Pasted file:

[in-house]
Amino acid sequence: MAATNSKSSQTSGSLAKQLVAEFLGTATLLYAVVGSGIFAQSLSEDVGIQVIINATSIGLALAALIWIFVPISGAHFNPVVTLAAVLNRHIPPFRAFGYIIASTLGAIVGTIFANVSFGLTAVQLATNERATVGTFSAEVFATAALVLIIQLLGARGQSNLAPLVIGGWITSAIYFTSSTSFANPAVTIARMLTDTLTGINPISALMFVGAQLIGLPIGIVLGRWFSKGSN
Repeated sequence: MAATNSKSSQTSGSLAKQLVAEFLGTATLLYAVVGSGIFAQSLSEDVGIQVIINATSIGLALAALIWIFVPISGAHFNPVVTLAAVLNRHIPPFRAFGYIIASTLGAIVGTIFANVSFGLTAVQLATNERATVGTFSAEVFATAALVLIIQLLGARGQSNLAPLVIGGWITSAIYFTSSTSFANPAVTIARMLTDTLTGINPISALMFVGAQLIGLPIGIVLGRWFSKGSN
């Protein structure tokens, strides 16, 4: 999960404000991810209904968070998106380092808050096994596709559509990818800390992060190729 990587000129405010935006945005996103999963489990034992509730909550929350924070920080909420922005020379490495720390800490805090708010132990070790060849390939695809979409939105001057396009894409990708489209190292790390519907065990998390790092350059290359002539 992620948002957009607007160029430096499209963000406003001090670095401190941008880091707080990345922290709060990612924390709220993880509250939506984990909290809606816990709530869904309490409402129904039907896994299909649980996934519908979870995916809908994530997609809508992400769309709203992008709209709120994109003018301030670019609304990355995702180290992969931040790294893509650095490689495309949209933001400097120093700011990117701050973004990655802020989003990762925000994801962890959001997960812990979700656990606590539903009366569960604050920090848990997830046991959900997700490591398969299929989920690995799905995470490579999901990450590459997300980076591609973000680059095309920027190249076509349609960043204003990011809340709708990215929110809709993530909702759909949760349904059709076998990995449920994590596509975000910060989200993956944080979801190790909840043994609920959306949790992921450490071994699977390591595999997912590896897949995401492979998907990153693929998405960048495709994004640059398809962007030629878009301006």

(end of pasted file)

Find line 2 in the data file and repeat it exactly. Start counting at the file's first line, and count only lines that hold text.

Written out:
Amino acid sequence: MAATNSKSSQTSGSLAKQLVAEFLGTATLLYAVVGSGIFAQSLSEDVGIQVIINATSIGLALAALIWIFVPISGAHFNPVVTLAAVLNRHIPPFRAFGYIIASTLGAIVGTIFANVSFGLTAVQLATNERATVGTFSAEVFATAALVLIIQLLGARGQSNLAPLVIGGWITSAIYFTSSTSFANPAVTIARMLTDTLTGINPISALMFVGAQLIGLPIGIVLGRWFSKGSN